The Maslow Project September 2017
The 501-c-3 Files from The Ashland Sneak Preview
By Sophia and Adam Bogle
Recently, the Maslow Project celebrated their 8th anniversary with a newly remodeled and upgraded center of operations and I went to the ribbon cutting ceremony to get a tour of the facility. I found the upgrades to be both welcoming and professional, but the thing that struck me most about this visit was the amazing enthusiasm and energy of the staff. I got to meet Jorge Zamarripa, the Project Manager, who orchestrated the remodeling.He had obviously thought hard about the needs of their clients. From the phone charging station, to having a guitar hanging on the wall, it just feels good to be there.
The Maslow Project has a rather daunting task: to provide support to the shocking number of local un-housed youth and their families in the Rogue Valley, and yet they manage it with notable good humor and aplomb. While taking the tour, I met their job coach, Gary Montgomery. Gary took a moment to tell me how happy it made him to help people realize their own skills and abilities. He helps people create their own resumes and they can even sign up to do practice interviews. His joy in his work was obvious and a bit contagious. He made sure to let me know that not everyone who comes in jumps right to getting a resume made. There are a lot of basic needs that have to be met before that is a priority.
I also ran into Lacey Renae, a Maslow Counselor, who was showing our tour group the upgraded art room. Art is seen as an important part of the Maslow layers of success. Not that everyone has to do art there, but the creative outlet is recognized as a basic human need. The art room is well stocked with the basics but I know they can always use more good quality supplies. I was also impressed to hear how Lacey is given the flexibility to be able to meet clients in the way that works best for them. The whole system at Maslow is highly functional.
They can supply a mailing address when one is not readily available which helps with getting a driver’s license and job applications. They can also help with such basic things as food, clothes and assistance finding shelter. The lounge area has a computer to help with job hunting and there are snacks available thanks to donations.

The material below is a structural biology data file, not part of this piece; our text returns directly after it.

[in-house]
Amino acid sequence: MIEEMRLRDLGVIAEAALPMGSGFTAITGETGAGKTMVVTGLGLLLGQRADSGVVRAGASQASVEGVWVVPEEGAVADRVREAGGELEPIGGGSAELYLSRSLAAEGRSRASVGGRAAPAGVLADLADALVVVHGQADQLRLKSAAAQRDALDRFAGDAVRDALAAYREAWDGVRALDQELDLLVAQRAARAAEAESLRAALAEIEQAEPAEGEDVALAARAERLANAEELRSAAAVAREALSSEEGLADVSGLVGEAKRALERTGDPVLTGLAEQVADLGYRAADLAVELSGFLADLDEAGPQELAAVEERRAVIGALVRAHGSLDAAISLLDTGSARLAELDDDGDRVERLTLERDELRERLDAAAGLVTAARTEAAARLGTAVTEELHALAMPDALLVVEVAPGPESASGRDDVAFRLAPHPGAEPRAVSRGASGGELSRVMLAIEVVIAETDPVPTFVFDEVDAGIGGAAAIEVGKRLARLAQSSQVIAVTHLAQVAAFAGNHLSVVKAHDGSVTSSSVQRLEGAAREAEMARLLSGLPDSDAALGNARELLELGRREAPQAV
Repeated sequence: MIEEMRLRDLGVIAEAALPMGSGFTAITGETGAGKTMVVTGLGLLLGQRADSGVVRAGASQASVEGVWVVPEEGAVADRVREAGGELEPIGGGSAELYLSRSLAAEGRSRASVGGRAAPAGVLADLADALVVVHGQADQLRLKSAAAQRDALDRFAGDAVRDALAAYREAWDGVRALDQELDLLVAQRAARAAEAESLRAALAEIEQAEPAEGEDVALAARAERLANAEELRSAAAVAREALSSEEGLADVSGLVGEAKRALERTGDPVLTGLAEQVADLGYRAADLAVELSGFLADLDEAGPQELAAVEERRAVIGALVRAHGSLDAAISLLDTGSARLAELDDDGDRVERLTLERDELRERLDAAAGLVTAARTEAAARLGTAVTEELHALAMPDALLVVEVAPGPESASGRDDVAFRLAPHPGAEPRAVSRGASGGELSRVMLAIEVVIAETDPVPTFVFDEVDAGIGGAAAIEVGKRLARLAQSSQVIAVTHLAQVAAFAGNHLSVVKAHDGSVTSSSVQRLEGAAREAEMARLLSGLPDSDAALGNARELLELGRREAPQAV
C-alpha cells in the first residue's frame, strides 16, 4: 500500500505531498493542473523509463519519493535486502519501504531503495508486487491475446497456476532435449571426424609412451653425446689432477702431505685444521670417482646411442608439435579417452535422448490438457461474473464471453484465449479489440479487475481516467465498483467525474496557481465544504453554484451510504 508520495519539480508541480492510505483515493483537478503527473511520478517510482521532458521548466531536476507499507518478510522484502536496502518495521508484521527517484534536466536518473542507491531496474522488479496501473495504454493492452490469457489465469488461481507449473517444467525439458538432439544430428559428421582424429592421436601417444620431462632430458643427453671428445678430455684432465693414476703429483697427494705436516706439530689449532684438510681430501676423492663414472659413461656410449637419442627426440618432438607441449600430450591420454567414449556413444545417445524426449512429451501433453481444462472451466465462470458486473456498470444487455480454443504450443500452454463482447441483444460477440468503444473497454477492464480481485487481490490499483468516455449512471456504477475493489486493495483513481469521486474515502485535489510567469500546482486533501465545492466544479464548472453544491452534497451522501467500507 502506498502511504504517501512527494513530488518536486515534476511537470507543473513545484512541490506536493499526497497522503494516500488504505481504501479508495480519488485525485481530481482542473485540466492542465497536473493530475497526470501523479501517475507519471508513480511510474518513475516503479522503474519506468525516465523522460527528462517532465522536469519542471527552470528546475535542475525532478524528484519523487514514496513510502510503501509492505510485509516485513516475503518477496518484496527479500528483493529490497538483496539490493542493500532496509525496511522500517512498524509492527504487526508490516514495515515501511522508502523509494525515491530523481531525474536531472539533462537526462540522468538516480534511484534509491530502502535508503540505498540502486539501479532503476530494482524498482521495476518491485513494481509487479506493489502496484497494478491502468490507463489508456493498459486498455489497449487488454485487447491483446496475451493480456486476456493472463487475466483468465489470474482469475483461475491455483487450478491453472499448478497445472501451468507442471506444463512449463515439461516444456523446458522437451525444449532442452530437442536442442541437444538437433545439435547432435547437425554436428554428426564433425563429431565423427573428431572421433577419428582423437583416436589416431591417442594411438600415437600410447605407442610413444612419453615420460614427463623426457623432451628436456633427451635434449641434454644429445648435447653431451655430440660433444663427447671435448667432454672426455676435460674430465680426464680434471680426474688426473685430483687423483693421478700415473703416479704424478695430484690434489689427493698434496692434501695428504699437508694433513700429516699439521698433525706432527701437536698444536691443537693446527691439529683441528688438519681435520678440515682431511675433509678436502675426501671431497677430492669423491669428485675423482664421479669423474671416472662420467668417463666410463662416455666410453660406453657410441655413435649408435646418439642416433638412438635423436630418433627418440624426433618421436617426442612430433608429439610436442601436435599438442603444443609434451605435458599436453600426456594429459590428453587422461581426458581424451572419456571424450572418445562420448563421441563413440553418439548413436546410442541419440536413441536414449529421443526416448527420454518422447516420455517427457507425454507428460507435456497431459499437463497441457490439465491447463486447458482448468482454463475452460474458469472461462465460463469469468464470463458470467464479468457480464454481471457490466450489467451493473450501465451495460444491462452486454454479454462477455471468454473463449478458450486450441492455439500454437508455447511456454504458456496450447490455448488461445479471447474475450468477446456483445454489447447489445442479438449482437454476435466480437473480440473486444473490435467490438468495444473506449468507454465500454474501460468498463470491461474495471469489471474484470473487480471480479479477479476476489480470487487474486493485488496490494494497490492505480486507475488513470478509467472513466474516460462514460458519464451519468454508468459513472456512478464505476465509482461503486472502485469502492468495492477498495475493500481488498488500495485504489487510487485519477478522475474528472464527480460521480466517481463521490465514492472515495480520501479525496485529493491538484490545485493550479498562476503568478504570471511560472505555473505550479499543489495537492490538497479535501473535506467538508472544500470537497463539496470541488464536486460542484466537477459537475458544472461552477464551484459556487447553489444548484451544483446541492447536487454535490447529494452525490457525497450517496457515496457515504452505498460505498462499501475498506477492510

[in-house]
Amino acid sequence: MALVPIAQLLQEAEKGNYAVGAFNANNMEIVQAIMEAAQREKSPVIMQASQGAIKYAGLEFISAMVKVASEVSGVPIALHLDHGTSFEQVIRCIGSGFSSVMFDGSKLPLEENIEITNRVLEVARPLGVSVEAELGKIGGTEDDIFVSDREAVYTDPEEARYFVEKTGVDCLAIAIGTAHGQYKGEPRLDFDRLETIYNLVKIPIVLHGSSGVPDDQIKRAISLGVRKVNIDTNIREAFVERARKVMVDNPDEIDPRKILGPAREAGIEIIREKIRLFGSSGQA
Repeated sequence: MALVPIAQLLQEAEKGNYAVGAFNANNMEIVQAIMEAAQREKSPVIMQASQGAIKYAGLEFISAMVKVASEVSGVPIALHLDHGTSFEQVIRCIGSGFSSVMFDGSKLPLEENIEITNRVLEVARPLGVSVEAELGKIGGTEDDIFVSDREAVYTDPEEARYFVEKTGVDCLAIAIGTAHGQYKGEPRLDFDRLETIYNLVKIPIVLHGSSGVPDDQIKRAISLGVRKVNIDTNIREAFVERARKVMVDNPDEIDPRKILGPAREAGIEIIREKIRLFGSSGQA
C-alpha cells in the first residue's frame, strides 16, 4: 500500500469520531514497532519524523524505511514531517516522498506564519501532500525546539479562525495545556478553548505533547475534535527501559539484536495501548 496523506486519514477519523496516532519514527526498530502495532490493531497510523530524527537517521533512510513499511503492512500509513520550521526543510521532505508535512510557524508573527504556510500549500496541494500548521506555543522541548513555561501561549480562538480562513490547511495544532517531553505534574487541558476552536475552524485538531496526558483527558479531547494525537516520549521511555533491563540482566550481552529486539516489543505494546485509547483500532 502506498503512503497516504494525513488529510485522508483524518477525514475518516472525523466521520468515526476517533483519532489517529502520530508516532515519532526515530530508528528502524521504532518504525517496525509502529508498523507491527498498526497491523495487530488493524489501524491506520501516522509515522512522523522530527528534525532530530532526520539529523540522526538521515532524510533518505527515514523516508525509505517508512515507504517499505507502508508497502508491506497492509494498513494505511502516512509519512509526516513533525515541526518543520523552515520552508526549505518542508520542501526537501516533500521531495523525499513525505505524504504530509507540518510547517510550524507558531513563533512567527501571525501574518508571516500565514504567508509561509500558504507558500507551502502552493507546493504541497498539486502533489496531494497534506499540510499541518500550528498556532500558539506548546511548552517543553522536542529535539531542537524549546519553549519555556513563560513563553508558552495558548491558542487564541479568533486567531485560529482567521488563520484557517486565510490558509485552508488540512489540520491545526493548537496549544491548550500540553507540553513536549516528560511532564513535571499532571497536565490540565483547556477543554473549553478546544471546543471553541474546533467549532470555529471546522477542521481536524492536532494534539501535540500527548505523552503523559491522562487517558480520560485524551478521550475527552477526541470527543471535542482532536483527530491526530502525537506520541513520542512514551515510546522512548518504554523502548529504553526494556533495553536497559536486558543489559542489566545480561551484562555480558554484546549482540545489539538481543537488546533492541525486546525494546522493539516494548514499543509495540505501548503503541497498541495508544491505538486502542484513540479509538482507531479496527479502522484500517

One of the things that stands out at Maslow is their Youth Advisory Board. The ages of the kids on the board range from 14 to 18. They are responsible for making their own decisions about Maslow community issues, they plan and create meals together and they choose special projects to do to give back, such as working with the animals at Sanctuary One.
As you can see, I am a fan. Supporting the Maslow Project makes a huge difference to some of our most vulnerable citizens. Now, I just know that after such a glowing description of helpful efficacy that you must be wondering how you can help, so you will be pleased to know that September 23rd is the 4th Annual Southern Oregon Smoked Salmon Festival! What better way to contribute than to also go have a fantastic day in the park with your family? Held in Medford at The Commons on E 5th Street, the event is kid friendly and features local food, wine and beer with live music! 100% of the event proceeds will benefit Maslow Project. For more information go to the Maslow Project Facebook Page and please “share” to help spread the word! You can also visit their website at www.maslowproject.com
And now a word to those who may be out there couch-surfing and uncertain of the future. The center is located at 500 Monroe Street in Medford. The hours are 10-5 Monday through Friday. Call them at 541-608-6868 or email: email@example.com Their motto is “A Hand Up Not a Hand Out.” They would love to hear from you.
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